The Sierra Club and its partners said the Ohio EPA ignored testimony from dozens of concerned citizens at a public hearing on the permit that was conducted at Shadyside High School on Nov. 27. Representatives of the Sierra Club and other similar organizations were on hand for that hearing, along with about 100 other area residents and representatives of local government and organized labor. Some of those present did testify about environmental concerns linked to the project, but others supported the plan to build the plant.

“Communities shouldn’t be forced to breathe toxic, polluted air just to prop up fracked gas and petrochemical companies,” Sierra Club Beyond Dirty Fuels Campaign Director Kelly Martin said in a news release Friday. “This plant, and the broader effort to build out a petrochemical hub in this area, would be a danger to clean air, public health, and our climate. The health and safety of Ohioans and those who live downstream on the Ohio River are worth more than fossil fuel industry profits.”

Lea Harper, managing director of Freshwater Accountability Project, agreed. “The Ohio EPA’s rubber stamp of the cracker plant air permit shows a total disregard for expert input and concerns of the local residents,” she said. “We are dismayed that there is not more regulatory oversight of such a toxic polluter in the Ohio River Valley.”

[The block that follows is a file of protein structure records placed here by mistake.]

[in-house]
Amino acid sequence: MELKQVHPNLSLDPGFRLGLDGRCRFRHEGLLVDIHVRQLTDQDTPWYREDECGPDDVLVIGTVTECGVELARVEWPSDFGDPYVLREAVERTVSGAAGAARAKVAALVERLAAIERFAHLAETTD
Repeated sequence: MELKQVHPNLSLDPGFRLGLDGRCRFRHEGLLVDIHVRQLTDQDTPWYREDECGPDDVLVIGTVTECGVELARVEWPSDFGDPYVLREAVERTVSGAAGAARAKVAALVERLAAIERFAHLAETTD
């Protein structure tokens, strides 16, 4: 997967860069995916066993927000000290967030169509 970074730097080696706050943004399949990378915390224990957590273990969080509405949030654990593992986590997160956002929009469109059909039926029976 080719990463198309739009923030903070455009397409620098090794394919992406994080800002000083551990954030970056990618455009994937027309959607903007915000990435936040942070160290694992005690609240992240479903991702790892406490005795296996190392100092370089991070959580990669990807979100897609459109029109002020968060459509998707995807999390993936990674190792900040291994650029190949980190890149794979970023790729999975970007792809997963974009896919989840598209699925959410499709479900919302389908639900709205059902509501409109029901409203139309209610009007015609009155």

Lauren Packard, staff attorney at the Center for Biological Diversity, echoed their thoughts. “These plants will contaminate Ohio River Valley communities just to create more plastic pollution,” she said. “We need to keep fossil fuels in the ground instead finding wasteful new uses for them. Industry’s plans to increase plastic production will worsen climate change and the ocean plastic crisis at the expense of Ohioans.”

According to Ohio EPA, the plant would use six ethane cracking furnaces and manufacture ethylene, high-density polyethylene and linear low-density polyethylene, which are used in plastics and chemical manufacturing. As a result of this process, carbon monoxide, nitrogen oxide, volatile organic compounds, particulate matter and greenhouse gases are expected to be emitted from the plant, but Ohio EPA said it determined those pollutants would not exceed acceptable levels as defined by state and federal laws.

Ohio EPA also said its agents considered all comments received before making a final decision on the permit. The final permit and the Response to Comments document are available online at

Dan Williamson, spokesman for PTTGC America, declined to comment on the appeal, saying it is a legal matter. He previously lauded the issuance of the permit, saying it was an important step in the companies’ decision-making process.

The Environmental Review Appeals Commission has statewide jurisdiction to hear and resolve appeals of decisions by the directors of the Ohio EPA, the Ohio Department of Agriculture, the State Fire Marshal, the State Emergency Response Commission and county and local boards of health. Decisions of the commission can be appealed to the Franklin County Court of Appeals or to the court of appeals for the district in which a violation is alleged to have occurred. The commission meets every Tuesday, Wednesday and Thursday for consideration and review of documents filed. Preliminary prehearing conferences are generally scheduled within 30-40 days after an appeal is filed.